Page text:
Black Leads Virtual Elite Canada

Screen Shot 2022-01-06 at 1.48.34 AM

Ellie Black

After missing out on competition for nearly a year due to the COVID-19 pandemic, world medalist and two-time Olympian Ellie Black came back looking as good as ever, winning the all-around title with a 55.100 in this year’s Elite Canada competition, held virtually for the first time.

The competition went pretty seamlessly from a viewer’s perspective. Gymnastics Canada had strict rules in place in terms of equipment regulations, how the videos needed to be filmed, and requiring a local judge to sit in at each gym’s individual filming schedule. After the videos were accepted, a panel of judges watched and scored each routine together online, with live results updated after each result was in, and then with all videos released after the fact.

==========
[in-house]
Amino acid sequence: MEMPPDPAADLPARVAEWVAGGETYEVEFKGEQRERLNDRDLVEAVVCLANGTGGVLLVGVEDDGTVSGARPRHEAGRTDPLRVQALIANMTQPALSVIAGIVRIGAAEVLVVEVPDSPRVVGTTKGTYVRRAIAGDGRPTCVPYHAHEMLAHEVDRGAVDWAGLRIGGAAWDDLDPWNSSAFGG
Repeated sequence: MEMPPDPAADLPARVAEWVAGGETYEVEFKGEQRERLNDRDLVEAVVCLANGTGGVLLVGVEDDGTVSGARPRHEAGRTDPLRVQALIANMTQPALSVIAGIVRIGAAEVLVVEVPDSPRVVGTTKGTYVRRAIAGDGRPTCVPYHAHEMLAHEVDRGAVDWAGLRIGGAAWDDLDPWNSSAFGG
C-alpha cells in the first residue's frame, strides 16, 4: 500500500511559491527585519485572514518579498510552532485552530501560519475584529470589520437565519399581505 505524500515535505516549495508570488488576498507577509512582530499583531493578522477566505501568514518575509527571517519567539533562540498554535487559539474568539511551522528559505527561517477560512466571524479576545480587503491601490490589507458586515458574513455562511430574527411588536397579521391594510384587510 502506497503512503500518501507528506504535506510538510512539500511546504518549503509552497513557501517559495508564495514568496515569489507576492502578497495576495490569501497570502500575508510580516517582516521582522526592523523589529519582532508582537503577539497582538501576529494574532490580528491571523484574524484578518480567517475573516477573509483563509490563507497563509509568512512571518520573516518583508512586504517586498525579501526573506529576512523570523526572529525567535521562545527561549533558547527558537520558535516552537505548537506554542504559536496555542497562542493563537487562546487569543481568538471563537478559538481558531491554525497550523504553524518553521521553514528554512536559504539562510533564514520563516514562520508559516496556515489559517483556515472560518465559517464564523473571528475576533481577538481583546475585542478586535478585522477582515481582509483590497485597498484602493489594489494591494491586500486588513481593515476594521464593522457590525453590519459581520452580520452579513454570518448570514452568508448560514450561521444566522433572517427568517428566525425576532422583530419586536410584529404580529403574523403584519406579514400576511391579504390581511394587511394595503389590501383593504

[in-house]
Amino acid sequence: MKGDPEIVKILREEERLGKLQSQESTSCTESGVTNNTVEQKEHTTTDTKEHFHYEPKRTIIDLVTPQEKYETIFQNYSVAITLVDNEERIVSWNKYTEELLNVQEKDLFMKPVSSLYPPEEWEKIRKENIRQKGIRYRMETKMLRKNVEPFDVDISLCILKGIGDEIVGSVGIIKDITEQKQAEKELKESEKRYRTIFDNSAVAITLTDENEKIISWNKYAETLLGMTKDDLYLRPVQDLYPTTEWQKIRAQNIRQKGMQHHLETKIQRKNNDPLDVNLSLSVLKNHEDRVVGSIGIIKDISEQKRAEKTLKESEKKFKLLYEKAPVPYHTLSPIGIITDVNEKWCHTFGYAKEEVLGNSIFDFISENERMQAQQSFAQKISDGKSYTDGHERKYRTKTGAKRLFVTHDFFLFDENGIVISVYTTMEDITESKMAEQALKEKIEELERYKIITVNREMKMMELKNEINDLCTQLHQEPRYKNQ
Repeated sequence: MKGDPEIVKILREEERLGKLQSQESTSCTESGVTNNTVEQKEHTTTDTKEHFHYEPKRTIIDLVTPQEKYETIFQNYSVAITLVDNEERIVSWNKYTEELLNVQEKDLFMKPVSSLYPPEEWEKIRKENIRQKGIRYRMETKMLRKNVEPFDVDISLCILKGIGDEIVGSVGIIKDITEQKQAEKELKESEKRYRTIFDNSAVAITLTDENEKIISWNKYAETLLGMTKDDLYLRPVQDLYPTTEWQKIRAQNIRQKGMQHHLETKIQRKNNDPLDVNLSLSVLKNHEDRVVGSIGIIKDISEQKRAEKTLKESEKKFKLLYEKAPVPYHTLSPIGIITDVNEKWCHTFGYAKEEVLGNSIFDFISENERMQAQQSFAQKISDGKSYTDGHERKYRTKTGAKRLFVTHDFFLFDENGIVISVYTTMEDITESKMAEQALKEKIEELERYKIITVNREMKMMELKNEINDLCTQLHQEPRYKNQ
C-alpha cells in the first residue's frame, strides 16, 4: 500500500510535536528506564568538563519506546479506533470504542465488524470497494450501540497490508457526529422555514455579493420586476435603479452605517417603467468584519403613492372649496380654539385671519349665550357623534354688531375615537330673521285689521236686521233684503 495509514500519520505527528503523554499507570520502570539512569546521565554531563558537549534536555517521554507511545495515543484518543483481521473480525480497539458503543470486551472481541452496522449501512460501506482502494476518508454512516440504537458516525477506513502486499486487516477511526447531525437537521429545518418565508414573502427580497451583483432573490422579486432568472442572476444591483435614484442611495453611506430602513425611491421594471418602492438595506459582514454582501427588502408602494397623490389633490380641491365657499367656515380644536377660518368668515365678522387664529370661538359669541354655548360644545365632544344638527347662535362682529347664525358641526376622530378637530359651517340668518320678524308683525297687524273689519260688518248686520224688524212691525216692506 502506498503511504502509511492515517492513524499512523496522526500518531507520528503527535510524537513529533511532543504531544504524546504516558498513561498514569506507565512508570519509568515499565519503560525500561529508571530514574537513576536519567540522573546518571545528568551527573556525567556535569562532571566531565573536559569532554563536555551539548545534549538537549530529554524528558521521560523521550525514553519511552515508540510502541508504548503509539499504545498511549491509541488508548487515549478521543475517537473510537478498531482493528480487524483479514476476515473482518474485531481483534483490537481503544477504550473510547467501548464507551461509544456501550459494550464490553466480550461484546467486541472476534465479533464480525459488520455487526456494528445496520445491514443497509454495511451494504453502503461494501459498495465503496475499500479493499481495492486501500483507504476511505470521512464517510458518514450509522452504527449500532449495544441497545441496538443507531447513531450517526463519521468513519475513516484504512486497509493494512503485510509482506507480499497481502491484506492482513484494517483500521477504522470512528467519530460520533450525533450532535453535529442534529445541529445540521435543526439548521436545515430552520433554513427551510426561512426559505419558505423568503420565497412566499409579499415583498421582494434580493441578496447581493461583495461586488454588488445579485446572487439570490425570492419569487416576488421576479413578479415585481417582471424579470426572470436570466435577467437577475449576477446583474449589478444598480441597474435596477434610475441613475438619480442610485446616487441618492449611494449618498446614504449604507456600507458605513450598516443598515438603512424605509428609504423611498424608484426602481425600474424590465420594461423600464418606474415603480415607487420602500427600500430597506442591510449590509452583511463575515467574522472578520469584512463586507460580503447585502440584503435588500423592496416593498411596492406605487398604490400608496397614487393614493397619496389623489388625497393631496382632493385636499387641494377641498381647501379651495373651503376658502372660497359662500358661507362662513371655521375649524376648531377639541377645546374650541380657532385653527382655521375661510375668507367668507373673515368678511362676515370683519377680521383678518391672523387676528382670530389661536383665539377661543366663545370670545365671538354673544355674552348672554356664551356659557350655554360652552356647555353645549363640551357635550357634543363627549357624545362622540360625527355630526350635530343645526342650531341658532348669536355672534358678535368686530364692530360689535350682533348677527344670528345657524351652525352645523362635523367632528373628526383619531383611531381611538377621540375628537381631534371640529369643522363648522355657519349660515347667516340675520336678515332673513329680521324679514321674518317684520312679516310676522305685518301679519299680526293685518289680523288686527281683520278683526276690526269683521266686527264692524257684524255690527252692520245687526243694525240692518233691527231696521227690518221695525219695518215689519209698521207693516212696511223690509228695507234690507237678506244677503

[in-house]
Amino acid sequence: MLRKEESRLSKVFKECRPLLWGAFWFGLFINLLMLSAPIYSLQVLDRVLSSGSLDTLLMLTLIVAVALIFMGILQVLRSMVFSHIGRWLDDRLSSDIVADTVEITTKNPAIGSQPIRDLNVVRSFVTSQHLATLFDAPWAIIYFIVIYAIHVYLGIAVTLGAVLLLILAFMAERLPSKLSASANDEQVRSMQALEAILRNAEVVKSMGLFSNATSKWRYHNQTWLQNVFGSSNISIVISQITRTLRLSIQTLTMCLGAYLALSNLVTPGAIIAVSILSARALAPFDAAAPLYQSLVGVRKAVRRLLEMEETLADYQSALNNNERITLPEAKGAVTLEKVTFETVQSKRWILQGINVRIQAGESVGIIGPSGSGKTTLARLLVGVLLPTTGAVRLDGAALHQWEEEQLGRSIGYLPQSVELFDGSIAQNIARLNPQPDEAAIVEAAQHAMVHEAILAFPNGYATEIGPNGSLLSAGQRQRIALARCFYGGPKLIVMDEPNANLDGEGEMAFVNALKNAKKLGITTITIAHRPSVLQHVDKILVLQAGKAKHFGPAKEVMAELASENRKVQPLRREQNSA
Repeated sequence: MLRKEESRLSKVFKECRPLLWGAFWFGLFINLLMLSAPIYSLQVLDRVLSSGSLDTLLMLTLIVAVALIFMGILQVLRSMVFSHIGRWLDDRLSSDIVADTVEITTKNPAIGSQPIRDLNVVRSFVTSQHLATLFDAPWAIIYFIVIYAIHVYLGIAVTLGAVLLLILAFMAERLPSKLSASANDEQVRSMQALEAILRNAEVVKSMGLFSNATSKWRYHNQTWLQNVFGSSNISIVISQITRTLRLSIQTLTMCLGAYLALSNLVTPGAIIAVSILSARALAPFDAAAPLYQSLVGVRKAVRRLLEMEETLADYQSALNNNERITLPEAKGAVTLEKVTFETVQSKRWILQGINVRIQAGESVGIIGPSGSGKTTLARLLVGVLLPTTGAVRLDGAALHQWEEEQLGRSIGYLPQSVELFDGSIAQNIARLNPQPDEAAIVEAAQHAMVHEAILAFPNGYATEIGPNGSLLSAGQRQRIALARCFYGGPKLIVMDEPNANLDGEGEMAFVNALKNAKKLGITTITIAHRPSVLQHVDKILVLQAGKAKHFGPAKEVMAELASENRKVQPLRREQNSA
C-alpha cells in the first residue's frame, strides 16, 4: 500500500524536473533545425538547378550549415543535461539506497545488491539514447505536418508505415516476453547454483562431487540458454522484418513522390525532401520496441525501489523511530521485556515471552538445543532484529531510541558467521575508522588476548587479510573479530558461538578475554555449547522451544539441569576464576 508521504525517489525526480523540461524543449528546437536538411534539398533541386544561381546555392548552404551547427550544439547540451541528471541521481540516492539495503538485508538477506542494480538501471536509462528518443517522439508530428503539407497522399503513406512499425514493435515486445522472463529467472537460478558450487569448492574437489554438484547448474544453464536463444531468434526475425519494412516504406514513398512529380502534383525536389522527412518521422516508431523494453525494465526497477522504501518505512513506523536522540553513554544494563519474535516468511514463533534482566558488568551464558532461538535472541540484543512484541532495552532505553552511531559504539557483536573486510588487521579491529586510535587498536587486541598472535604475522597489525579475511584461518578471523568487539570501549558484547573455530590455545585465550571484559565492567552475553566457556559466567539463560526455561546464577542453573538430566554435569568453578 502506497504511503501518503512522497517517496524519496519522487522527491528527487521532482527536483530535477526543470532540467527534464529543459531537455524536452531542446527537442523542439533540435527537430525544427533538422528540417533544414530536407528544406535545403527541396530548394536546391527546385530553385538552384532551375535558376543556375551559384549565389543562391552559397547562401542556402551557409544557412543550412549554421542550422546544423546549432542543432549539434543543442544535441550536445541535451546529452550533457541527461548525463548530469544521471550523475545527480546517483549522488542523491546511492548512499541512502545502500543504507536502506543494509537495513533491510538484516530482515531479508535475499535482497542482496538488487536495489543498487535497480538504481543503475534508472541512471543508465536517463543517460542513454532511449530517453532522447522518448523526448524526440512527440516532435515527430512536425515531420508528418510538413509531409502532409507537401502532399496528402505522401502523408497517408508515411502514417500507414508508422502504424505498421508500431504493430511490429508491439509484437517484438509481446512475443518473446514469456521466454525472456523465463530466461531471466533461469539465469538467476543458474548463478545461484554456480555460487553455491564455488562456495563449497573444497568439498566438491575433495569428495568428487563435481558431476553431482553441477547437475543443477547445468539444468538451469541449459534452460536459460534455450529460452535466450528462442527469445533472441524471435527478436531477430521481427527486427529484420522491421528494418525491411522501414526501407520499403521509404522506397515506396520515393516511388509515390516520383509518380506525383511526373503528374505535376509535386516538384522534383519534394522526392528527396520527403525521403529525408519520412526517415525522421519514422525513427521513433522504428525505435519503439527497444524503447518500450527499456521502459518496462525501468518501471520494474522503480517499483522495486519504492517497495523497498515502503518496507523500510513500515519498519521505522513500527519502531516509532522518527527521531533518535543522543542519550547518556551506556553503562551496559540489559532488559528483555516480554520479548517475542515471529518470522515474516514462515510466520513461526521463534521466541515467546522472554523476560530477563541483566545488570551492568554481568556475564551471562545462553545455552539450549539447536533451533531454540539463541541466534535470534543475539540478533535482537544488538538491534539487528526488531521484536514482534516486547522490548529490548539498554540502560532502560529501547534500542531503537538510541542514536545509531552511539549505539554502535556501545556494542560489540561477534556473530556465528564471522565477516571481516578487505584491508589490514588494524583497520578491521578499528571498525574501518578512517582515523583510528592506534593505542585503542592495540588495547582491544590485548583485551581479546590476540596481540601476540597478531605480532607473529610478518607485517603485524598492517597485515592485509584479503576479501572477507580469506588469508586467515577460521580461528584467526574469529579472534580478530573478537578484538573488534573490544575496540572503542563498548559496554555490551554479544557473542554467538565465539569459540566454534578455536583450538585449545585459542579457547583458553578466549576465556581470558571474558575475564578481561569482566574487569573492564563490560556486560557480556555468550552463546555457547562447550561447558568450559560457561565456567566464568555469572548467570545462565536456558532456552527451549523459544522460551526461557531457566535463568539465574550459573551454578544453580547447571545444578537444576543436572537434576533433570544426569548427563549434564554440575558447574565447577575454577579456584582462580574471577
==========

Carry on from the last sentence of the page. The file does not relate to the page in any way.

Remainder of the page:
This is how all competitions will reportedly run in Canada this year, with two technical trials and then nationals to come. It should work well as an alternative to the in-person meets, but it’s definitely a bit nerve-wracking to know none of the gymnasts will get any real competitive experience outside of their home gyms before traveling to the Olympic Games.

Black looked great with her handspring front layout full on vault, an excellent beam routine with strong landings on every skill and a fantastic switch leap mount to switch half to Korbut, and a new floor routine that included a 2½ to double tuck, front double full to front tuck, and a clean double full at the end. She had a little too much oomph going into her Shang on bars, falling there, but the rest of the routine was great, and the fall didn’t hurt her overall score at all, putting her at a 55.100, nearly two points ahead of the rest of the field.

Th silver medalist was certainly a surprise. Ava Stewart, a first-year senior whose only previous elite experience was at Elite Canada and Gymnix in 2020 right before the world shut down. She showed promise at both of these meets, but struggled with consistencyher improvement in the past year – especially considering the lockdown – was tremendous, and she finished ahead of some all-star Canadian seniors with a 53.200.